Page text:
People who are struggling with addictions are all too familiar with the phenomenon of denial. If you have ever tried to overcome an addiction, you know that getting past denial is one of the first steps to change.
Now, denial has its roots in a perfectly normal need – we want to feel that we are OK just the way we are. But denial goes one step further. Instead of looking at current reality, accepting it as a fact, and then thinking calmly about how to change it, people who are in denial distort current reality so they won’t have to think about changing it. This is usually for two reasons.
First, they don’t really feel strong and capable enough to change. And second, they short-circuit their thought processes by getting stuck in self-blame and condemnation. Denial helps them avoid these unpleasant feelings. When you have people like this in positions of power, authority and decision-making, this avoidance by denial can ruin an organization. Opportunities to course-correct are willfully missed, and righting the path becomes a very real and difficult challenge.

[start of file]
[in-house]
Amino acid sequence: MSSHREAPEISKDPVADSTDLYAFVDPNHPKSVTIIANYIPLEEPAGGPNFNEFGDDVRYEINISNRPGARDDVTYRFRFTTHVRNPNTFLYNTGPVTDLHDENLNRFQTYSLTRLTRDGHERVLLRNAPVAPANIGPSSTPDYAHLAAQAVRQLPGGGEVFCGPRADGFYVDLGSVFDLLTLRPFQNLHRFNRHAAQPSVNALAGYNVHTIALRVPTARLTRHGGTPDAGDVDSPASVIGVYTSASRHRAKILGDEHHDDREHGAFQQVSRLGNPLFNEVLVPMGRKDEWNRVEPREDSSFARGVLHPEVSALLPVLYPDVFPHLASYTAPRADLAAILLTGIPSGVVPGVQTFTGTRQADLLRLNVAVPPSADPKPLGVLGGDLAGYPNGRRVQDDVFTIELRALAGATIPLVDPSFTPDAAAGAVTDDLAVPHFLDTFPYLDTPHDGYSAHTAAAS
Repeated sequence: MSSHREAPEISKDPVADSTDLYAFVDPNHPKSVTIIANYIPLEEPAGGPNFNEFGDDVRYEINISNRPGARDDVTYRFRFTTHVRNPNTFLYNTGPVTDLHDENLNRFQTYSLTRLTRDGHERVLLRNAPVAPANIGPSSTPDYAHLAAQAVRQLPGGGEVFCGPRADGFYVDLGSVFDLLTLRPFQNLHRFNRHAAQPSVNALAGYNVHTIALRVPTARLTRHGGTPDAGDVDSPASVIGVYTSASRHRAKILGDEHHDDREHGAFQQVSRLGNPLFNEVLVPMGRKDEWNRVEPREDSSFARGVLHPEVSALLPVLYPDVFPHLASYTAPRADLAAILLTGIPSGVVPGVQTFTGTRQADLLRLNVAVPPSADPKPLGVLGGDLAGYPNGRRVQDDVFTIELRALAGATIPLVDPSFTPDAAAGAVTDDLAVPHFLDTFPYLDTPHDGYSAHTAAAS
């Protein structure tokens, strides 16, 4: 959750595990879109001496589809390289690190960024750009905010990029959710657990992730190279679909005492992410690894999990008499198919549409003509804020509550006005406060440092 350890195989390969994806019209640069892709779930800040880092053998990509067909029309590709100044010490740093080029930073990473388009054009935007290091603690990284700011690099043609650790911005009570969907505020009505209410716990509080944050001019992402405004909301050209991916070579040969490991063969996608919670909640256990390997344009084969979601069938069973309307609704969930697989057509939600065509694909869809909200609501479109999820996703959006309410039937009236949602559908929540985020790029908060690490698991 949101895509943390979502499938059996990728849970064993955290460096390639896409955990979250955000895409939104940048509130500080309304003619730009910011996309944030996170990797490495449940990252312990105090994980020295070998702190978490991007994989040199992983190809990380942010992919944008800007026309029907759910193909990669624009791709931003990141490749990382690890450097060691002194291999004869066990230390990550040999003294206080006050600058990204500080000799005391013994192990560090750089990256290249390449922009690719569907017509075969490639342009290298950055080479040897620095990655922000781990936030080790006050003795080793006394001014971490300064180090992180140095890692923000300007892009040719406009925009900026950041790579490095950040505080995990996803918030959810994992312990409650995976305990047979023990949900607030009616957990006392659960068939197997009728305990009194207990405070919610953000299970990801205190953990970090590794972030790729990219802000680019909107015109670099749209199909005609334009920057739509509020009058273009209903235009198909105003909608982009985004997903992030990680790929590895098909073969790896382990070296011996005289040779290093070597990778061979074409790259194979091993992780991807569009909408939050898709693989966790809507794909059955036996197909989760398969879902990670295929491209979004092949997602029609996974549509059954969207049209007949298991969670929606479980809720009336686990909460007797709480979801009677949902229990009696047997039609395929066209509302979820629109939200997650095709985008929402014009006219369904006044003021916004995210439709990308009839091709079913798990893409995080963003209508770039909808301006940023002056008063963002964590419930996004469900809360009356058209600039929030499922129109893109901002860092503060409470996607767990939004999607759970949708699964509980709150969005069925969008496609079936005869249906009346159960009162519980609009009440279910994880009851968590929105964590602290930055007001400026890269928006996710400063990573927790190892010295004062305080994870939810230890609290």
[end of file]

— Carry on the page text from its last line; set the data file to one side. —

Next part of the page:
However, there is a better way. You see, self-blame and negative self-talk are learned behaviors, and what is learned can be unlearned. If you work on changing your self-concept to a positive one, denial becomes unnecessary and behavior can be changed without the psychological pain.
When you look at an unpleasant reality, say to yourself, “That’s not like me. Not anymore. In the future, I intend to…” and then complete the word picture with a thoroughly engaging, positive image that you reinforce daily with visualization and affirmation.
If inner change happens first, outer change will follow, automatically. It has to; that’s how we are built. The internal picture has changed and if it’s strong enough, we have no choice but to act like that picture. The good news is you drive that new picture, that change.